9:00 – tea and coffee

9:15 – Welcome from Dr Cathy Gormley-Heenan (PSA) and Professor David Phinnemore (QUB)

9:30 – Introductory Lecture by Professor Graham Walker (QUB) “Tangled Histories”

10:00 – Lesley Riddoch (The Scotsman and author of ‘Blossom: What Scotland Needs to Flourish’) “Scotland, Northern Ireland and the Independence Referendum: Will Life Ever Be the Same?”

Chair: Dr Andrew Sanders (QUB)

11:00 – tea and coffee

11:15 – Murdo Fraser (Member of the Scottish Parliament for Mid-Scotland and Fife) “A Federal Future for the UK?”

12:15 – lunch (provided)

Live Tweeting and links to the Slugger O’Toole website

13:15 – Andy Mycock (University of Huddersfield) “The Imminent Death of Ethnic Britishness? Culture, Identity and the post-British state(s)”

Catherine McGlynn (University of Huddersfield) and Murray Leith (University of the West of Scotland) “Reading from the same script: The DUP and SNP in comparative analysis”

Chair: Andrew Charles (QUB)

14:30 – Andre Lecours (University of Ottawa) “Nationalism and self-determination referendums: Scotland/UK, Quebec/Canada, Catalonia/Spain”

Chair/Discussant: Elodie Fabre (QUB)

15:30 – tea and coffee

15:45 – Panel Discussion “Possible Futures”: Danny Kinahan (MLA), Paul Gillespie (Irish Times), John Coakley (QUB) and John Dallat (MLA)

16:45 – closing remarks


Scotland and Northern Ireland

The Scottish referendum of 18 September 2014 represents an important constitutional milestone in the history of the UK state and, more broadly, these islands. The outcome will have profound significance for the various relationships spanning Britain and Ireland, perhaps in particular that of Scotland and Northern Ireland. Not only are the two places bound by considerable shared history, they are arguably both central to the concept of the UK as a pluralist entity and diverse polity. Both places bear down on questions of identity, perhaps most topically that of Britishness, its various meanings and non-specific character, its histories, the challenges of its multiculturalism, and its uncertain future. In the light of a still precarious political context in Northern Ireland, and with regard to the almost evenly balanced religious divide between Protestants and Catholics in the Province, Scotland’s choice, whether for or against independence, is likely to have wide-ranging repercussions, perhaps especially for the pro-Union community in Northern Ireland, long the main source of the cultivation and celebration of Ulster-Scots heritage and cultural inter-connections. As a recent editorial in ‘The Economist’ put it: ‘Scottish independence might yet make Northern Ireland’s constitutional status a touchy subject again.’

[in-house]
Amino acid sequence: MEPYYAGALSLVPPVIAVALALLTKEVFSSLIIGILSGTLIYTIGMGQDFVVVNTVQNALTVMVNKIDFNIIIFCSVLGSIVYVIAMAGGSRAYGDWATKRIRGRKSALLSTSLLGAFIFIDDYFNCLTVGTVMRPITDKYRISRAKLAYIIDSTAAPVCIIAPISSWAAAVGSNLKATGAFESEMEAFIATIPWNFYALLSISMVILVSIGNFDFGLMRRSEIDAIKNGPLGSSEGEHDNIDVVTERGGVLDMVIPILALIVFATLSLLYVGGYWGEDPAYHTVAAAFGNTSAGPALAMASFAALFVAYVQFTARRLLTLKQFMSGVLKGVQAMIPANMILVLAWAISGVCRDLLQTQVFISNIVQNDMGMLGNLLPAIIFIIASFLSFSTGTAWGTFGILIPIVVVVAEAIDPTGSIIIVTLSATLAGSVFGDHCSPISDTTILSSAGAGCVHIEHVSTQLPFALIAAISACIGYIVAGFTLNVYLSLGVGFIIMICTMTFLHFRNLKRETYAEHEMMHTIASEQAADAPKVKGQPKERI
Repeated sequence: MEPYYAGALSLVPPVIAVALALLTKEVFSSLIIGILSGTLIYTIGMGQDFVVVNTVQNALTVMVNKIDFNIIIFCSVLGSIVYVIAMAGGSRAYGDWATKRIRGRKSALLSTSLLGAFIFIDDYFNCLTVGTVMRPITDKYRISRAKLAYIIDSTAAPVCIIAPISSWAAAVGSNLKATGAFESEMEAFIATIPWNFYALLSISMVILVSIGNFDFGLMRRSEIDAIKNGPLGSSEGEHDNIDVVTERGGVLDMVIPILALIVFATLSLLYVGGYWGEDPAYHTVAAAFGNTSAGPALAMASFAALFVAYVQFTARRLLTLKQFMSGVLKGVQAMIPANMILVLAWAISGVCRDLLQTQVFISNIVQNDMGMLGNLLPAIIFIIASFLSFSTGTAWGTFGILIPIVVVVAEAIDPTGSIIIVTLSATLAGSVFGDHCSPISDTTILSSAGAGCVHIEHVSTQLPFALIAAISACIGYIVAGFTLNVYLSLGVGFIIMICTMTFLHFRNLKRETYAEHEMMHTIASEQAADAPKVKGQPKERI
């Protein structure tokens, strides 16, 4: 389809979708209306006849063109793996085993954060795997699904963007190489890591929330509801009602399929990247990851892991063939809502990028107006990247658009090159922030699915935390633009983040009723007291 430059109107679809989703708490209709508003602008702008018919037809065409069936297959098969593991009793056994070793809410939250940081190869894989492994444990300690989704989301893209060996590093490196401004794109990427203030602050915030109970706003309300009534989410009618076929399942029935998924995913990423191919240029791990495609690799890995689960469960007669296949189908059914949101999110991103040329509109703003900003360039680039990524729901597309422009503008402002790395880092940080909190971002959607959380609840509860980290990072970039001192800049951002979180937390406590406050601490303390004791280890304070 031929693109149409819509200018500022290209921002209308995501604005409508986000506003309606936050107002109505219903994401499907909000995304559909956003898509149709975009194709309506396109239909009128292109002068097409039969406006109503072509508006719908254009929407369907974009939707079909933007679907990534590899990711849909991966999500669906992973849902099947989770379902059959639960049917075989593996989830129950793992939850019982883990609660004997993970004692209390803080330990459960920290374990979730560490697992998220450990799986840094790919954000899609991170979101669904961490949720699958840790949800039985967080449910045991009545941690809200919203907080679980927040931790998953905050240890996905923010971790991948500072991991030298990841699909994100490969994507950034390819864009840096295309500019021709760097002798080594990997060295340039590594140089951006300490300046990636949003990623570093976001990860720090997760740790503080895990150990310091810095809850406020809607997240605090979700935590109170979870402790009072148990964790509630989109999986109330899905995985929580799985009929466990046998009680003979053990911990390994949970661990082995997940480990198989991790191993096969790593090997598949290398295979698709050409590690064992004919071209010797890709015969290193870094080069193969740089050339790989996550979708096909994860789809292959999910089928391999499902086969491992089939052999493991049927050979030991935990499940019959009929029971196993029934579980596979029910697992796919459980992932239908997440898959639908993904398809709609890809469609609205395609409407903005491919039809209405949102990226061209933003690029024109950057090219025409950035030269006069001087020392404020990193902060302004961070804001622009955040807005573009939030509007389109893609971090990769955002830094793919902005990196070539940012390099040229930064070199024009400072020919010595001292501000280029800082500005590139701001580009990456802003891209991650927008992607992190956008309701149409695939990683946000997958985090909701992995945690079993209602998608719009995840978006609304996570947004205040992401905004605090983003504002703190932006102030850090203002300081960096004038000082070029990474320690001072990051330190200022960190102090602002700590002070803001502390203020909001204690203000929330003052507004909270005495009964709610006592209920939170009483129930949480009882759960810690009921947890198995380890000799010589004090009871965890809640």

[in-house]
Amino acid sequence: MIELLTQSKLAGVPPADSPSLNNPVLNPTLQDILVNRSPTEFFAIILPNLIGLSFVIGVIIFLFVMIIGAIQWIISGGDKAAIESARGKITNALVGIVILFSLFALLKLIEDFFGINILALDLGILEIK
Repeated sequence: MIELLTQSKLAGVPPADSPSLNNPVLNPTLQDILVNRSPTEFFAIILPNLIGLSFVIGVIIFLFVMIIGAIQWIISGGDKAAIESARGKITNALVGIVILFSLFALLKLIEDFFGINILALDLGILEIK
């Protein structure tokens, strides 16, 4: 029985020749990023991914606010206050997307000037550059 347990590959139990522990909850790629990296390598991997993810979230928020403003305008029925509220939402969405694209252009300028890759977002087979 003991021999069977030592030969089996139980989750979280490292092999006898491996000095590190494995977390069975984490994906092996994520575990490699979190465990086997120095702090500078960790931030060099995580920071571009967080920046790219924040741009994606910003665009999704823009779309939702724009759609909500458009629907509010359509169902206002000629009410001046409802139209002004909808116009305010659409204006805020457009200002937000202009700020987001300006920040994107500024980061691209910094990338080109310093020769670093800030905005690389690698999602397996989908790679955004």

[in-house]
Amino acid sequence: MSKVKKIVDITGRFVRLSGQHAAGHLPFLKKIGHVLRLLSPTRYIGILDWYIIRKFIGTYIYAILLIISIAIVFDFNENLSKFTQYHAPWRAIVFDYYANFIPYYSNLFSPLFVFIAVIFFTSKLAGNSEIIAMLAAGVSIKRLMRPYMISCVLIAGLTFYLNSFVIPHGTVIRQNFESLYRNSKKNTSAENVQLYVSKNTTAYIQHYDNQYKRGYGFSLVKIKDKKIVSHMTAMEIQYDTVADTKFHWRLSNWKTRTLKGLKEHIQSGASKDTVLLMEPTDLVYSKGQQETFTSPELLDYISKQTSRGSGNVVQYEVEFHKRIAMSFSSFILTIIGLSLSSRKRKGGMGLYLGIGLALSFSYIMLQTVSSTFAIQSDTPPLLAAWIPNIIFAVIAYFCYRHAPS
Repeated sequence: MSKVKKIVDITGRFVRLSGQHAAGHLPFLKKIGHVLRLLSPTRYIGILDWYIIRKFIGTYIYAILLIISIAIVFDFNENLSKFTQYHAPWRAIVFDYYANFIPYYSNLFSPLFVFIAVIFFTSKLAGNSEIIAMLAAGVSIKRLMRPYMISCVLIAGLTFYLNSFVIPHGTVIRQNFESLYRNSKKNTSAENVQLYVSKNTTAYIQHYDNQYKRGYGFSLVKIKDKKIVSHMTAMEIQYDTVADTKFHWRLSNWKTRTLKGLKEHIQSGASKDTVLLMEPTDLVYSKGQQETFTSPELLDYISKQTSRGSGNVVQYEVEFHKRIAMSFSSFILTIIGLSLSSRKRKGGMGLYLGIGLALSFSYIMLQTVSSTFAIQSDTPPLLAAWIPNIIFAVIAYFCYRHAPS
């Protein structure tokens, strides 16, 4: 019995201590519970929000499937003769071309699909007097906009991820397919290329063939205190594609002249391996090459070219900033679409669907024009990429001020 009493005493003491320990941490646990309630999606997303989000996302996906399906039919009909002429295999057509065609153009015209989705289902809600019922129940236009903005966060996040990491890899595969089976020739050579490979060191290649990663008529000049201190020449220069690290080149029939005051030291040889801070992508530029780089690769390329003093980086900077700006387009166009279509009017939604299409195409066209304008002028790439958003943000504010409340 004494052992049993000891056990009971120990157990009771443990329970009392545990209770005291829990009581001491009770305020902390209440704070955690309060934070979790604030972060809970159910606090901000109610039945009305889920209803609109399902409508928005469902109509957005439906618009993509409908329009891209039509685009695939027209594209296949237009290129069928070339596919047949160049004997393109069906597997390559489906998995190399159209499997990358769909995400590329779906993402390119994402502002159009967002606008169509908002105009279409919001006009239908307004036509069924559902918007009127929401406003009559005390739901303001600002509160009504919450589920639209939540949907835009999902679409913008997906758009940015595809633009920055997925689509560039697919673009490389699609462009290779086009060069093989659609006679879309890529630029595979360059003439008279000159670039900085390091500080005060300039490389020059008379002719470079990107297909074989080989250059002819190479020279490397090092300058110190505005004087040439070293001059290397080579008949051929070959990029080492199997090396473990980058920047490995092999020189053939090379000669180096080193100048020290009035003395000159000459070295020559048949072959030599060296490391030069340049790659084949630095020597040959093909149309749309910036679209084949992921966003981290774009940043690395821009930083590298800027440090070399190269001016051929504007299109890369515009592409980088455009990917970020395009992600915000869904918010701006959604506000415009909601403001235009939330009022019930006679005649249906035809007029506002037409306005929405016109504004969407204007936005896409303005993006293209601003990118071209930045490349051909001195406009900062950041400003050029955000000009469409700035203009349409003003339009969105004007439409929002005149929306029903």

This event, to be held on Wednesday 25 June 2014 at Queen’s University, Belfast, has at least two important contributions to make to debates about the implications of the forthcoming Scottish independence referendum. First, it will address the changing nature of established historical ties that bind Scotland and Northern Ireland. Second, it will discuss questions surrounding the challenges that the Scottish Independence debate and poll might pose for Northern Ireland.

The event will consider the extent to which the ‘Scottish Question’ has already impacted on Northern Ireland and the possibility that it has contributed towards recent political de-stabilisation such as public disputes over parades and flags. It will assess the relationship between sectarianism in Scotland and in Northern Ireland, and the extent that it has been affected by the Independence debate. The event will also explore what potential political significance might be attached to the role of those in Scotland whose allegiances relate to Ulster and Ireland more widely. A key element of discussion will be the implications of both possible outcomes of the Scottish referendum – a ‘Yes’ or ‘No’ vote – and there will be consideration of how Northern Ireland might respond to Scottish independence or to the further evolution of UK devolution strategies. In particular, it will consider the potential outcomes of a looser Union and the possibility that this will provide a boost to the growth of a ‘Northern Ireland’ identity and to the strengthening of civic society.